What if I told you that my highest midterm exam grade in college was earned while my body was at its lowest point during that semester?
I wrote practice essays from dusk to dawn to prepare for my American Public Policy midterm exam. My fingers were bandaged from textbook paper cuts, and Mike and Ikes were my only sources of nutrition. This lack of rest and inadequate nourishment triggered a fever of 103 on the day of the exam; droplets of sweat dripped over my keyboard, my eyesight clouded, and I struggled to breathe.
In my position, a reasonable person would have emailed their professor to reschedule their exam. Instead, I opened my laptop and typed up ten essay questions. I typed until I could hardly feel my fingers, ignoring the aches and chills coursing through my body. With four minutes to spare, I was able to finish. After that, I popped two Tylenol tablets and drank a whole bottle of cool blue Gatorade. I then got right to work on my homework for my theology class the next day.
The narrative of a college student defying her limits and working tirelessly to accomplish her goals would be celebrated. But what if I told you that this narrative isn’t worthy of celebration?
With that said, let’s get to the meat of the matter: Working harder does not equate to working better.
That’s hard to hear in a time where crammed schedules, restless nights, and little to no breaks are popularized. In a rise and grind culture notorious for making work the star of the show, it’s challenging to get rid of the notion that success entails straining ourselves to our limits. The success of our work is measured not by the work’s outcomes, but by how much sleep we missed or how many meals we skipped as a result. We work until we are tired and hungry and when we are tired and hungry, we continue to work.
That is simply a standard that we must abandon for the welfare of our current generation and future generations to come.
Take a look at Iceland’s 4-day work week, which was implemented from 2015 to 2019 by the national government to examine the labor system’s successes and failures. When 40-hour workweeks were replaced with approximately 35-36-hour workweeks, productivity and employee morale skyrocketed. The effectiveness of decreased work weeks compelled unions to reconsider what constitutes acceptable working conditions, leading to a shift in Iceland’s perspective on the work-life dynamic. The success of the 4-day workweek was attributable to how workers spent their time during their cut hours, not necessarily the cut hours themselves. Workers reported using their days off to take care of personal affairs and their wellbeing; from spending time with loved ones to catching up on sleep, workers had more time to replenish their batteries before returning to work. Workers were better able to execute their duties at work when their batteries were recharged.
Though it is doubtful that we will be able to replicate Iceland’s 4-day work week in our lives, we can come to understand a valuable truth from their experience: When we take the time to properly and thoroughly care for ourselves, we are better equipped to complete the responsibilities that lie ahead.
There’s a tendency to feel an immense amount of guilt when separating time for self-care rather than pouring all our time into work; it seems as if productivity is low when we are productive towards ourselves. Yet studies have shown that workers do better work when they are in good mental and physical health; you’re far more likely to perform well on an exam or serve customers if you’re well-rested, well-fed, and emotionally healthy. You can properly take care of yourself and do good work- you don’t have to sacrifice one for the other. This won’t be simple at first, and it may take some time to adjust to a lifestyle that balances our personal needs with the needs of our work. This, I assure you, is well worth your time.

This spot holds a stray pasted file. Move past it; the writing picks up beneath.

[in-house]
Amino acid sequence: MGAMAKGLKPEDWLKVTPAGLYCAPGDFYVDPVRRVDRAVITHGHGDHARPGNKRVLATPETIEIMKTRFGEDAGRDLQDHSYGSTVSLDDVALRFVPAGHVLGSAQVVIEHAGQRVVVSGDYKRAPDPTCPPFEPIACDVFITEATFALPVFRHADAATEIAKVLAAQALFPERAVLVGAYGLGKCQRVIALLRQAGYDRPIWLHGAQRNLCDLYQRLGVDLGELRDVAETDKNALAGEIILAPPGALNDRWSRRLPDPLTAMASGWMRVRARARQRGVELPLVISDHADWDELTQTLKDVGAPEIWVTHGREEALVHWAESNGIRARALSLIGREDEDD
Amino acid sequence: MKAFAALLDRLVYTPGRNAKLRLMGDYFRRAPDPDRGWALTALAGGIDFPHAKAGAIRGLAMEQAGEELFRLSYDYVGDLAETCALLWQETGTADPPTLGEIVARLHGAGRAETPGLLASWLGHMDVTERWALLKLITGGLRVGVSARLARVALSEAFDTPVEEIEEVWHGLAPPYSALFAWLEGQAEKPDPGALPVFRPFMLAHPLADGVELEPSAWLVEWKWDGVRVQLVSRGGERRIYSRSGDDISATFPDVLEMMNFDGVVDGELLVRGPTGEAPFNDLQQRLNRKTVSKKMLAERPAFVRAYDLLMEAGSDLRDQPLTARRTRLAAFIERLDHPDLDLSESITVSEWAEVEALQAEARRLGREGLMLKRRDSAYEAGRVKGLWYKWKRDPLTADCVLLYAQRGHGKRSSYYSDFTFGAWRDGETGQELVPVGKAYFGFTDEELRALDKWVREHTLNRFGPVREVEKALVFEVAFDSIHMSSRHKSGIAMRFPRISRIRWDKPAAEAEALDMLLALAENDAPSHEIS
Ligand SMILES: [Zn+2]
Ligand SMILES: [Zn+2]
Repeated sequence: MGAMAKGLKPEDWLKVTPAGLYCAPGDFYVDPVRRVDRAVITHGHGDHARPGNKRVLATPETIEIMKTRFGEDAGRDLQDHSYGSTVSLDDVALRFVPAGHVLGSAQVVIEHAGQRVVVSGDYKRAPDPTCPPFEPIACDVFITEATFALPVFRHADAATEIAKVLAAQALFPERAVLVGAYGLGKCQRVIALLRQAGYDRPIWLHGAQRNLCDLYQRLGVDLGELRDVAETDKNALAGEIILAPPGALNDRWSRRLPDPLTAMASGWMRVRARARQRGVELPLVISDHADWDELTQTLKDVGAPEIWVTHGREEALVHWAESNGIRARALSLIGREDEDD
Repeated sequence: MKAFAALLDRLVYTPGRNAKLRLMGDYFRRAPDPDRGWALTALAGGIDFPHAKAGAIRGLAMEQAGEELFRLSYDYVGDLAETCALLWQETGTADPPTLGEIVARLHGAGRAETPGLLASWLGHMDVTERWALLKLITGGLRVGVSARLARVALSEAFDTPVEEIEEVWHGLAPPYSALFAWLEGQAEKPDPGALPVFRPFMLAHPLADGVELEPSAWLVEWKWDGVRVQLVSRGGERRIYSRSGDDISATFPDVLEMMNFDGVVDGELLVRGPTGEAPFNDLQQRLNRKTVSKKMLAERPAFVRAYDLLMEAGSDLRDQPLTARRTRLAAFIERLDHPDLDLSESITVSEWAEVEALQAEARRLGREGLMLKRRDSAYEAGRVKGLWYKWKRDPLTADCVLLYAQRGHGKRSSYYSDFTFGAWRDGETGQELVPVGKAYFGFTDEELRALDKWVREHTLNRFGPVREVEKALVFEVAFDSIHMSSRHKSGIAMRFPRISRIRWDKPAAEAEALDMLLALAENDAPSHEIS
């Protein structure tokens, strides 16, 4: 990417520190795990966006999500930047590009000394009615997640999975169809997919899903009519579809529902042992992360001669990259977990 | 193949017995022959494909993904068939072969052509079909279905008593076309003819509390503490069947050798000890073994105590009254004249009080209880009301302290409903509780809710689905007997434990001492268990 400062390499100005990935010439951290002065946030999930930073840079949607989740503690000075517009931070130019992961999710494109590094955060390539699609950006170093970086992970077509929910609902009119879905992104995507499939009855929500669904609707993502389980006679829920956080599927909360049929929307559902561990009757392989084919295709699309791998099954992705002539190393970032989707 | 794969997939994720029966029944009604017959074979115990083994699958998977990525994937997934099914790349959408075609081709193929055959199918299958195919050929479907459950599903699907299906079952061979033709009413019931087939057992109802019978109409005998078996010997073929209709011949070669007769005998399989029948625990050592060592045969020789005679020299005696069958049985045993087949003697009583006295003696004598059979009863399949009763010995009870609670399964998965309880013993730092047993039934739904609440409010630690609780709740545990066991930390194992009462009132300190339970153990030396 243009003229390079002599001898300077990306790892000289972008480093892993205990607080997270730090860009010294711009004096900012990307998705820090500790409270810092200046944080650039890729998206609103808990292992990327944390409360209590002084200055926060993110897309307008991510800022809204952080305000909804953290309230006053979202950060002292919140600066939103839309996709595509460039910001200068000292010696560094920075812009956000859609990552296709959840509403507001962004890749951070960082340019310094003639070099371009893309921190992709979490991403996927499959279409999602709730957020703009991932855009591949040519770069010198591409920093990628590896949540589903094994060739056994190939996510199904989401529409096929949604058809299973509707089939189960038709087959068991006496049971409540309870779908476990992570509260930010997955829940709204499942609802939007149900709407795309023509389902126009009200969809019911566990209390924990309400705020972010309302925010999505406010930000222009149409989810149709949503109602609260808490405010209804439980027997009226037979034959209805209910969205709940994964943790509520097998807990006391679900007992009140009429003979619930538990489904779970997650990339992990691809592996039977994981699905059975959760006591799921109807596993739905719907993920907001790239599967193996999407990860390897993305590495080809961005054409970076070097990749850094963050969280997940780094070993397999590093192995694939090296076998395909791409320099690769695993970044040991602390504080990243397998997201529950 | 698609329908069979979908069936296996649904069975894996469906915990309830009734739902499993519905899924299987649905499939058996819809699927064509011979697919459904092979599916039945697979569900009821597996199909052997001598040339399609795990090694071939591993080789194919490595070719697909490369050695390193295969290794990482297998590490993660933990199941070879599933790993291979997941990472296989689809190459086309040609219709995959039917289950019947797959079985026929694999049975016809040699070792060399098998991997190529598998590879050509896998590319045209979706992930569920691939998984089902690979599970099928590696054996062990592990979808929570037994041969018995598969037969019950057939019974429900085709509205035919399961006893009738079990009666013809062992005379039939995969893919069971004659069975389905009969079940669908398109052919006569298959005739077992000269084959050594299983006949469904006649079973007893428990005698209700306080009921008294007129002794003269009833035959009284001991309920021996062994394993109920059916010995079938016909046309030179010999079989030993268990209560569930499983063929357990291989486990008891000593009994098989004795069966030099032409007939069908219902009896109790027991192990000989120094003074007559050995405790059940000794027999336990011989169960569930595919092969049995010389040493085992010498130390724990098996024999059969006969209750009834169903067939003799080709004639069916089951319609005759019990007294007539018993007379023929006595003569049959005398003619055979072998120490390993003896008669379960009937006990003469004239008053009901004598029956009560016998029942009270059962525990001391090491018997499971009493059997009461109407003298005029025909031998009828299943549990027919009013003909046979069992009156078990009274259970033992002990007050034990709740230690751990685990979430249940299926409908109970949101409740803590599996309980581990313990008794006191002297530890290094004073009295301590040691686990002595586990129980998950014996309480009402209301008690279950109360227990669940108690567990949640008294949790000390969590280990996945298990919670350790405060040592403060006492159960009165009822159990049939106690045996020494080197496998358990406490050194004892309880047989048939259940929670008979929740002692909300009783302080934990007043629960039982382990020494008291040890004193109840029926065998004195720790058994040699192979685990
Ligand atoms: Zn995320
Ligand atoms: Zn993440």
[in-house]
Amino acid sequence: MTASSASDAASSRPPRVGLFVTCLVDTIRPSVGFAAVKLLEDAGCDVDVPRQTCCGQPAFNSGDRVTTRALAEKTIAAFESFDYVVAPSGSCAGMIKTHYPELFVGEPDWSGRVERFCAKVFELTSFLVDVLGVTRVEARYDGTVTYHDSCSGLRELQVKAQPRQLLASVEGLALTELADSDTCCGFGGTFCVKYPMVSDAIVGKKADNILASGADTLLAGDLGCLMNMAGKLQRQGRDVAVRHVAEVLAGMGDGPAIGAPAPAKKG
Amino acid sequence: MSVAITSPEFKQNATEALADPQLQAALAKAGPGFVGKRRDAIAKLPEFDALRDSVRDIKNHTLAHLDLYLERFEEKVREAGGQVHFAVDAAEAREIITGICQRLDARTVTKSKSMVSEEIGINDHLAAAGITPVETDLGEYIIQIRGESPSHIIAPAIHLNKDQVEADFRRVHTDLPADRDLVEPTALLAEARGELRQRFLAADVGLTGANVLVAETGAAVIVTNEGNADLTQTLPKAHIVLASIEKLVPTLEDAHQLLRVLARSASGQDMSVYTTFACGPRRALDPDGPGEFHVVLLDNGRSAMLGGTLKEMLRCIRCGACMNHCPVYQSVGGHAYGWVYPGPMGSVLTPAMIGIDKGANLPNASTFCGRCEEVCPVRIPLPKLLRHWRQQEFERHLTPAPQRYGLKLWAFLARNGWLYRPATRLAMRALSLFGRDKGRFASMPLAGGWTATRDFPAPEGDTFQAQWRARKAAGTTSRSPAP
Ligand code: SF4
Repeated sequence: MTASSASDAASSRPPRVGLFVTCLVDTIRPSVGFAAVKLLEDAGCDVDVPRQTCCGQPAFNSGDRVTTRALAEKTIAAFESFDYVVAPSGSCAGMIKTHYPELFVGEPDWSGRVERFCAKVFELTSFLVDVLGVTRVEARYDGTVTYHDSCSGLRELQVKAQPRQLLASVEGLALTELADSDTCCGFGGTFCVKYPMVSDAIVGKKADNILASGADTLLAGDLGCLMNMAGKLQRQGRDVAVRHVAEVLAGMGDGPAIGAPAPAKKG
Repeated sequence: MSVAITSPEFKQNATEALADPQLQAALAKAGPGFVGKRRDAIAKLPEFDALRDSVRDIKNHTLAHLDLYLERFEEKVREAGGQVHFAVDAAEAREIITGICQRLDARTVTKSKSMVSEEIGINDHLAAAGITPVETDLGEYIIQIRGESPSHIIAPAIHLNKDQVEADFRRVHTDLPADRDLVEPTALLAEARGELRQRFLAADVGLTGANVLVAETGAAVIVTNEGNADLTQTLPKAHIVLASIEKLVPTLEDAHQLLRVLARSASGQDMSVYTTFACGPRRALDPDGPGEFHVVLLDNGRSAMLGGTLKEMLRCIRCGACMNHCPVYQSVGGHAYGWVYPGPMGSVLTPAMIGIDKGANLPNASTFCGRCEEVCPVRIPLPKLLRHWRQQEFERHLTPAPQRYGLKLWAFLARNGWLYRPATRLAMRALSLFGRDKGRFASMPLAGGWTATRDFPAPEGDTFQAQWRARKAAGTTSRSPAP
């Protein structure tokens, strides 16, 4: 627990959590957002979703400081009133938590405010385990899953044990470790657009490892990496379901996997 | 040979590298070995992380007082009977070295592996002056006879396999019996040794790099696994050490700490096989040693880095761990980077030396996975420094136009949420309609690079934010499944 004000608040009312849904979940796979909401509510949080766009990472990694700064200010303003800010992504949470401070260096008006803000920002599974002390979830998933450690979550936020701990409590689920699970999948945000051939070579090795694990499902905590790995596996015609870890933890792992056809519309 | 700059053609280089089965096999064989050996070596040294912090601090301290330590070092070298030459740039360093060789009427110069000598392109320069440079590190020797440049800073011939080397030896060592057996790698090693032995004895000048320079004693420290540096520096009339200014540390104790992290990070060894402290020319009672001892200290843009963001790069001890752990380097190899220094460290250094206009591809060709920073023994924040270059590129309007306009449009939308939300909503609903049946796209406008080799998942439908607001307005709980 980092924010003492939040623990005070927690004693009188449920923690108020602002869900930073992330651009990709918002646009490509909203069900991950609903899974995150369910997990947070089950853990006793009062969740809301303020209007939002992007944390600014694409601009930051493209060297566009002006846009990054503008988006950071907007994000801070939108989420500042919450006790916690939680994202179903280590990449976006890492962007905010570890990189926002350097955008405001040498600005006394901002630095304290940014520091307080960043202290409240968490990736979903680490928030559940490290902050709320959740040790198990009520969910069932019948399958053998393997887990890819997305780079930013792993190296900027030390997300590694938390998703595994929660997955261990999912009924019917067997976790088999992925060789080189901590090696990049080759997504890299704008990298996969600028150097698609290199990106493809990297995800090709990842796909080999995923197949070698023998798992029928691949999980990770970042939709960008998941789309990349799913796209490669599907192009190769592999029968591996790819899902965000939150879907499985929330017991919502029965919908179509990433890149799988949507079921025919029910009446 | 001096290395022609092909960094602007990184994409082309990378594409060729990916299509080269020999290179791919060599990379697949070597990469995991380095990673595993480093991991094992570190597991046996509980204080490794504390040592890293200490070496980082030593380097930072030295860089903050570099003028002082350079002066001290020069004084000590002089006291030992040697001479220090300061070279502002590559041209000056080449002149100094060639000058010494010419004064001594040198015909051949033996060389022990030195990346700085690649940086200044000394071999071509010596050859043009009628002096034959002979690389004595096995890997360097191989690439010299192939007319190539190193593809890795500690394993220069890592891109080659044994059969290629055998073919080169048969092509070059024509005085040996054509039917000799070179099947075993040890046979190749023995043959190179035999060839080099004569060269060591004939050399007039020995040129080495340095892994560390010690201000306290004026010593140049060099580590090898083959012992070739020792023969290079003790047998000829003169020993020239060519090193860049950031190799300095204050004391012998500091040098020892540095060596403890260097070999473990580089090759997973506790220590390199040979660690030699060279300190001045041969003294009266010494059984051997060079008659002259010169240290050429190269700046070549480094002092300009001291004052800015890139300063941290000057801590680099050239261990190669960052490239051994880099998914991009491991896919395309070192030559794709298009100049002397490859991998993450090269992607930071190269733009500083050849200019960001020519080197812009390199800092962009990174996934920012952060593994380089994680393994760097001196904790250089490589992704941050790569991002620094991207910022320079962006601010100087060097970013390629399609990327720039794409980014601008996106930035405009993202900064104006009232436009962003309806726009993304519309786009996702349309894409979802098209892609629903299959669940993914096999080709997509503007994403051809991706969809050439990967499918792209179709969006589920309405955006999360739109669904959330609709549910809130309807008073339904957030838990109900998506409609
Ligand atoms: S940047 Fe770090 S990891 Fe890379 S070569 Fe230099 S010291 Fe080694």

Reading the above statement may tempt you to stream the newest episode of Love Island or throw on a face mask; all power to you if that’s your idea of replenishment, which is an idea that we have accustomed to believe at the pinnacle of a freshly formed self-care culture. But, as much as we don’t want to admit it, the self-care we need isn’t always found on our streaming services or on our credit cards.
Now it’s time for us to romanticize the tasks that we must do in order to stay alive: we must first realize the foundations of self-care before moving on to the more leisurely aspects. We may take obtaining a full 8 hours of sleep or eating a nutritious meal for granted, but there is a reason why medical professionals, educators, and everyone in between promote these aspects of self-care.
It’s a common misunderstanding that the basics are dull, uninteresting, and overdone. However, the most fundamental aspects of our self-care rituals can be the most rewarding; your self-care regimen is entirely up to you, and as long as you meet the fundamental benchmarks, you’re good to go. These benchmarks might vary from person to person, which is why it’s crucial to figure out what your fundamentals are with the help of a care team that understands what good care looks like. Don’t simply accept social media and the internet’s advice; talk to your doctor, therapist, or anybody else in your life who can help you.
There’s beauty in waking up in the morning after a refreshing night of sleep, eating a meal full of nutrients, and hearing the birds sing while going for a walk to improve fitness. There’s beauty in caring for yourself, and this beauty can shape the way you pour into your work.
As we return to school and our workplaces, keep in mind that your greatest work comes through when you are at your best and you work better when you do everything in your power to be your best self. Whatever it entails, seek within yourself as you work toward your goals; your future self will thank you.